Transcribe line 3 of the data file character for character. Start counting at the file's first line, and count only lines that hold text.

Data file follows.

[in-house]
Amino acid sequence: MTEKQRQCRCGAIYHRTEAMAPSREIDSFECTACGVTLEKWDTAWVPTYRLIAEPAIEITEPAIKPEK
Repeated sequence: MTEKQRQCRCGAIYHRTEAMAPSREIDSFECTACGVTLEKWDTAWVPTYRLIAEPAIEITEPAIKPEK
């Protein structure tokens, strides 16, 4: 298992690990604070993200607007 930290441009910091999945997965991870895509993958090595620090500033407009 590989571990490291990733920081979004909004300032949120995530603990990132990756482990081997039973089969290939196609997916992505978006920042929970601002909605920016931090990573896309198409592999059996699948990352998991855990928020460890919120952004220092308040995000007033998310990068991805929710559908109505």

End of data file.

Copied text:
Repeated sequence: MTEKQRQCRCGAIYHRTEAMAPSREIDSFECTACGVTLEKWDTAWVPTYRLIAEPAIEITEPAIKPEK